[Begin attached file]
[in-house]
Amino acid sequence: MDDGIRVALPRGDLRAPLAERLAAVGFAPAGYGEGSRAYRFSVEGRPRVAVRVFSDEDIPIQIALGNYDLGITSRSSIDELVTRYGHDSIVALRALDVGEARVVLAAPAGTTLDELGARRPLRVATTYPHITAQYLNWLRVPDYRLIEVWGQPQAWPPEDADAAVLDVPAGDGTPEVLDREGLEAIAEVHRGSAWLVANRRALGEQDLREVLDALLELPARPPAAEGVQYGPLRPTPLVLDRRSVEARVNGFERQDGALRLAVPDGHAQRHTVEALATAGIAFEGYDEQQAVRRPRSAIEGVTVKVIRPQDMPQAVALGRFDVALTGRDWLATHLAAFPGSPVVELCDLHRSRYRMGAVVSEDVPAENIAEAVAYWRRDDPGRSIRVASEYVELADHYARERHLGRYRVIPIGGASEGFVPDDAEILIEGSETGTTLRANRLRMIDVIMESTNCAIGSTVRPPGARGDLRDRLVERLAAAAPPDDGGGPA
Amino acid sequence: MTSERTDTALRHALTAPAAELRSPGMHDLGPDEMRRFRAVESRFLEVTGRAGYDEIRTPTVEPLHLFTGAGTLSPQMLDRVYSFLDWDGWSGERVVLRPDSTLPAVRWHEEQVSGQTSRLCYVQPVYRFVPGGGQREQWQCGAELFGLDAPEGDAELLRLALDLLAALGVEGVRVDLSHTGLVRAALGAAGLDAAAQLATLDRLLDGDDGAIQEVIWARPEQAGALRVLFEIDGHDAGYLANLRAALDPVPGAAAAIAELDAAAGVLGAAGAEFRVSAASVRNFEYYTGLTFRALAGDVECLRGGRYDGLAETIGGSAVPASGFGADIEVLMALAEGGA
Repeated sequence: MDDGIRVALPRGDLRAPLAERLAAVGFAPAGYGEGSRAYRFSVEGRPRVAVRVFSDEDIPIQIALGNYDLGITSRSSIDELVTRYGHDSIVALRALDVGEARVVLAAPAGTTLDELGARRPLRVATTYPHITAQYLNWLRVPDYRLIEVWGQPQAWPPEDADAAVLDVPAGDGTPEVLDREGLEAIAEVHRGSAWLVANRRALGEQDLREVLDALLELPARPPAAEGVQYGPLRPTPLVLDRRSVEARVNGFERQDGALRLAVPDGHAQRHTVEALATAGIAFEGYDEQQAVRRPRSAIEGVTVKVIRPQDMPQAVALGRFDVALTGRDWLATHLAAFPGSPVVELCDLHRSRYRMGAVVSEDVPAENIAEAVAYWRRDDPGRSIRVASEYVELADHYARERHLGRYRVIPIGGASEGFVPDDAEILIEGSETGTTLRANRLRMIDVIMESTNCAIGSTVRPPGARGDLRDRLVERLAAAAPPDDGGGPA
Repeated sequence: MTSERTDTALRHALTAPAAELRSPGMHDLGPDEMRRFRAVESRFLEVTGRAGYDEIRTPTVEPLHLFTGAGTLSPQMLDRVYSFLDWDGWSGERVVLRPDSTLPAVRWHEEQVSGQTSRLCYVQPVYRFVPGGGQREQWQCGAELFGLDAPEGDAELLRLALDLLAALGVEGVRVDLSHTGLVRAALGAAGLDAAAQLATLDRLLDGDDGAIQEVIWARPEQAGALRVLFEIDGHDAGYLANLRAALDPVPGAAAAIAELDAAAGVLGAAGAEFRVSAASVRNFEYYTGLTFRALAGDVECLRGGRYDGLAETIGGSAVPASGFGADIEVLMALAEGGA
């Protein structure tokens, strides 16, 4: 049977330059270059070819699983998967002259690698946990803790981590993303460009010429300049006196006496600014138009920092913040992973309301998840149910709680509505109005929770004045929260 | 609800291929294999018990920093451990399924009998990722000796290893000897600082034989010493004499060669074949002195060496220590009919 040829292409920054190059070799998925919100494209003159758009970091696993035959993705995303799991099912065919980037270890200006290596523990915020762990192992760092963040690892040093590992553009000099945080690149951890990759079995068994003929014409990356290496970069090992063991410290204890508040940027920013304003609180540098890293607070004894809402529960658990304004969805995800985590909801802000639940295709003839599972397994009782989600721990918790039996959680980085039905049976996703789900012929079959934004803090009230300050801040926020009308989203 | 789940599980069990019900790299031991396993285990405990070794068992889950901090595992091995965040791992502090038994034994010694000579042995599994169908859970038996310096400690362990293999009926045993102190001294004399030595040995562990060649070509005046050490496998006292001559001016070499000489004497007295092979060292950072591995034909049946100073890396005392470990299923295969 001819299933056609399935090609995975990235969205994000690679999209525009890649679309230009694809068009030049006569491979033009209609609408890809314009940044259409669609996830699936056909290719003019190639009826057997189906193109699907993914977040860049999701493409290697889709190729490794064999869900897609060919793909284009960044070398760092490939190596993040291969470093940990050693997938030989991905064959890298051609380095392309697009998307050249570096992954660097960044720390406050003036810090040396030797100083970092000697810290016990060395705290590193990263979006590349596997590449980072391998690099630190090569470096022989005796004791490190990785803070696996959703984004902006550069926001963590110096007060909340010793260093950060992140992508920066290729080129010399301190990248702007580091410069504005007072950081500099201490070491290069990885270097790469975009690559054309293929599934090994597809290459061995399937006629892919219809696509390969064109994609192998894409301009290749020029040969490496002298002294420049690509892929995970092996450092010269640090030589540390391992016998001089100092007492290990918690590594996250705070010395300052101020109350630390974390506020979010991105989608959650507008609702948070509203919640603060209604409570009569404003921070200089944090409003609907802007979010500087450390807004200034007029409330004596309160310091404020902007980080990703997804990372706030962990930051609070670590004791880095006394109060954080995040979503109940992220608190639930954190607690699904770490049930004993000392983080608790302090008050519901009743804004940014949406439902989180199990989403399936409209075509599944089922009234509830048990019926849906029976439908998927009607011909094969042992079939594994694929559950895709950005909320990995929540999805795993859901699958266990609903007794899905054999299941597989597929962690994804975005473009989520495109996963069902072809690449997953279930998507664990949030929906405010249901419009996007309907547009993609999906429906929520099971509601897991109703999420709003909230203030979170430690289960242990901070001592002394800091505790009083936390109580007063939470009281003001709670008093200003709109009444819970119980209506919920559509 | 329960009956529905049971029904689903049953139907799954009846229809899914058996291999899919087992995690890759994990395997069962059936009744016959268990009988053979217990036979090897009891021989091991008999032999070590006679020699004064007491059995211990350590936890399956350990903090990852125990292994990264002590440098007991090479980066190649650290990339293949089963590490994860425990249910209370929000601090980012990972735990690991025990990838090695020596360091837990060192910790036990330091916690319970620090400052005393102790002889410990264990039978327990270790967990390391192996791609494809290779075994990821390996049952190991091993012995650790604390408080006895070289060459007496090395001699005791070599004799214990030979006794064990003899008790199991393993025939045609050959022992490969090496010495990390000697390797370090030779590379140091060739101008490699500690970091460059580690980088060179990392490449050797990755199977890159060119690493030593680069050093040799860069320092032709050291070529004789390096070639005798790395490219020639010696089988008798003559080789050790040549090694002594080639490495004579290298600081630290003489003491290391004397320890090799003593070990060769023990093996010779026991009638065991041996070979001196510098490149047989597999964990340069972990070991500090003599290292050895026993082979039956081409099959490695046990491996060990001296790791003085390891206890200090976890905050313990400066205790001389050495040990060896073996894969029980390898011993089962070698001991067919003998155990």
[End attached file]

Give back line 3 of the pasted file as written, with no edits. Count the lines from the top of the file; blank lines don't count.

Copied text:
Amino acid sequence: MTSERTDTALRHALTAPAAELRSPGMHDLGPDEMRRFRAVESRFLEVTGRAGYDEIRTPTVEPLHLFTGAGTLSPQMLDRVYSFLDWDGWSGERVVLRPDSTLPAVRWHEEQVSGQTSRLCYVQPVYRFVPGGGQREQWQCGAELFGLDAPEGDAELLRLALDLLAALGVEGVRVDLSHTGLVRAALGAAGLDAAAQLATLDRLLDGDDGAIQEVIWARPEQAGALRVLFEIDGHDAGYLANLRAALDPVPGAAAAIAELDAAAGVLGAAGAEFRVSAASVRNFEYYTGLTFRALAGDVECLRGGRYDGLAETIGGSAVPASGFGADIEVLMALAEGGA